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Rampant inflation means Bank of Canada must raise rates above 3%: economist


Rampant inflation in the Canadian economy means the Bank of Canada will have to raise rates above three per cent to bring things back under control, suggests one economist.


Don Drummond, an economist and fellow with Queen’s University, spoke with The West Block‘s Mercedes Stephenson and said while the Bank has been clearly signalling an intent to raise rates back between its normal two to three per cent range, that’s a “minimum” for what is needed.


“I don’t think that will do the trick. I think the inflation pressures are too embedded,” he said.


“They will have to raise their rates above three per cent.”


Drummond’s comments come ahead of an expected update to the inflation rate in Canada this week.


In April, the last month for which data is available so far, inflation hit 6.8 per cent in Canada — the highest level since 1991 — and an increase compared to the previous month.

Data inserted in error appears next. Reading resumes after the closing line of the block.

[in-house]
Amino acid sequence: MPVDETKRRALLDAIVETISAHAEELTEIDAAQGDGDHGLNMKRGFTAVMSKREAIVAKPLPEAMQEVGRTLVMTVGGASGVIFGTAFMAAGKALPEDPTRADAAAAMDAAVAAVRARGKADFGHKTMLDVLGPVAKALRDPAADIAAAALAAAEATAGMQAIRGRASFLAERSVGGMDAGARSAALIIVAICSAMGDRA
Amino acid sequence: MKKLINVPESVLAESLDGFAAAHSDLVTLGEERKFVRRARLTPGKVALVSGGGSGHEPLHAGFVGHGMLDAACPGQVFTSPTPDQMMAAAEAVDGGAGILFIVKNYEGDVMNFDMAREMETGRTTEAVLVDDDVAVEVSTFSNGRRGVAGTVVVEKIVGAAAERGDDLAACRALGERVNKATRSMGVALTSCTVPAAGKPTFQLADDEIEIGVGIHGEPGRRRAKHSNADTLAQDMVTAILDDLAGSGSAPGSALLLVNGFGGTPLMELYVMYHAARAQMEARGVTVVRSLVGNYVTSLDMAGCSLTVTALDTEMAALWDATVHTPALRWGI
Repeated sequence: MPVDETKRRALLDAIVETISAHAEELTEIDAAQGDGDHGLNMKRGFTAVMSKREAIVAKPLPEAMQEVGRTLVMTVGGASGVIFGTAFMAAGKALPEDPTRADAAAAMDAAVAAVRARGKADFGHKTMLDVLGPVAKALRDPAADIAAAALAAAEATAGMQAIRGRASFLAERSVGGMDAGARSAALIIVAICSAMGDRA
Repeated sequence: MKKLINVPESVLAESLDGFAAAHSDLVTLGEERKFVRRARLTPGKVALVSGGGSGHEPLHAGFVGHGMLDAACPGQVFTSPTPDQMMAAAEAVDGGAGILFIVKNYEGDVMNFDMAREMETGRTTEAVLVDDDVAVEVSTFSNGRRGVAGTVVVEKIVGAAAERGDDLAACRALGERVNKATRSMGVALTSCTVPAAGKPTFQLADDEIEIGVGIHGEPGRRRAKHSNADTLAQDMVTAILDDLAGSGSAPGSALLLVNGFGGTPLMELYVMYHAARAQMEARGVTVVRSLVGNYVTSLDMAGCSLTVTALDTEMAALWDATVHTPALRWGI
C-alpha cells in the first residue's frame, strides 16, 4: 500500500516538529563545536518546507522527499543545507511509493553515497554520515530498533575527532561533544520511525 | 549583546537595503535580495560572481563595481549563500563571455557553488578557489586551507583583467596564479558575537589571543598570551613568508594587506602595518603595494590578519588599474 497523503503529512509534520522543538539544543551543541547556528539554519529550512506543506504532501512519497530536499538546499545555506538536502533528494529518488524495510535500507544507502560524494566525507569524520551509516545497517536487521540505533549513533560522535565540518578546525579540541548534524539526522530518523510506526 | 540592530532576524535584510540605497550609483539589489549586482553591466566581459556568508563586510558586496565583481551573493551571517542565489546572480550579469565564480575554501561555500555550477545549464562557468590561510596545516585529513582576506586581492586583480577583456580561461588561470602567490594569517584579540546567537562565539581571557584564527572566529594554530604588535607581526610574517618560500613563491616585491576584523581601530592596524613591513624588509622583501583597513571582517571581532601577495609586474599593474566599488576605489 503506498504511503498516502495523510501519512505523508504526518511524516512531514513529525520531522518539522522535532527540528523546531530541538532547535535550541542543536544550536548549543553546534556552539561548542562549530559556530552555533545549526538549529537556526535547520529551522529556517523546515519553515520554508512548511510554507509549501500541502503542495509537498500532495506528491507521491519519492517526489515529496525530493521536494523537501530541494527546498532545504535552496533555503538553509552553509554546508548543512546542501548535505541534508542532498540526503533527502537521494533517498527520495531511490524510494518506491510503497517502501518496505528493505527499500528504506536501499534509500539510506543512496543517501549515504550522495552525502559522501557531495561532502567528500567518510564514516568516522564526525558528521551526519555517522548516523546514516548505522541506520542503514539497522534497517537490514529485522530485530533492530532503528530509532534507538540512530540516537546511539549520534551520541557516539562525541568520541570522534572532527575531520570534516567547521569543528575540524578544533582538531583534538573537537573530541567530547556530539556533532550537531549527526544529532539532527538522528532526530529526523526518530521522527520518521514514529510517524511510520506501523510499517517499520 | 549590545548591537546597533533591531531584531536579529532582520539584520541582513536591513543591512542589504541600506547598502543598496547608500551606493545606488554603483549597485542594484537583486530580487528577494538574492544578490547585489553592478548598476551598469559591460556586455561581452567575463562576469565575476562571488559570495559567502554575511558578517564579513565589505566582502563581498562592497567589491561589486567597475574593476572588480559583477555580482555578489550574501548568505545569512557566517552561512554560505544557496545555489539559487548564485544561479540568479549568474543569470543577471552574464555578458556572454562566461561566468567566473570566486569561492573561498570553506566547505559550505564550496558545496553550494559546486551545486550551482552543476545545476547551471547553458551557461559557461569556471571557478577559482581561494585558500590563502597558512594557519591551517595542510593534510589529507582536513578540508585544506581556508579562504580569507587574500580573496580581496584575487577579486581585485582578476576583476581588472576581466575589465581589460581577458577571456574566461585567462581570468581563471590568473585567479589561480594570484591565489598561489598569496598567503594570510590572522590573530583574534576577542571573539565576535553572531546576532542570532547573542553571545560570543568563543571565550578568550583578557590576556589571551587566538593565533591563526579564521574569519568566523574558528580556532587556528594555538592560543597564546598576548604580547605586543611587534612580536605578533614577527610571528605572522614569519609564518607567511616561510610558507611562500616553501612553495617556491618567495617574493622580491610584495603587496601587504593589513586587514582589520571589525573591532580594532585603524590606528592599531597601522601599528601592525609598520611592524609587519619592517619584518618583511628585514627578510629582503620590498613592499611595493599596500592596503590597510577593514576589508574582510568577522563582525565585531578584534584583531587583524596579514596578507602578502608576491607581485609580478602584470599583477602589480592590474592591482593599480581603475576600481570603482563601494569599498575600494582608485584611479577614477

Predictions by two major Canadian banks – BMO Economics and RBC Economics – ahead of the May update, expected in the coming days, suggest inflation will have increased again to 7.4 per cent.


Yet Drummond said he worries the federal government isn’t moving quickly enough to stave off spending that is stimulating the economy and contributing to excess demand among consumers.


“The government has to put a little more pressure to try to get back to a balanced budget,” he said. “Not immediately — you don’t want to cause a recession by suddenly withdrawing the stimulus. But keep in mind, their last budget just added more stimulus. They can’t be doing that anymore.”


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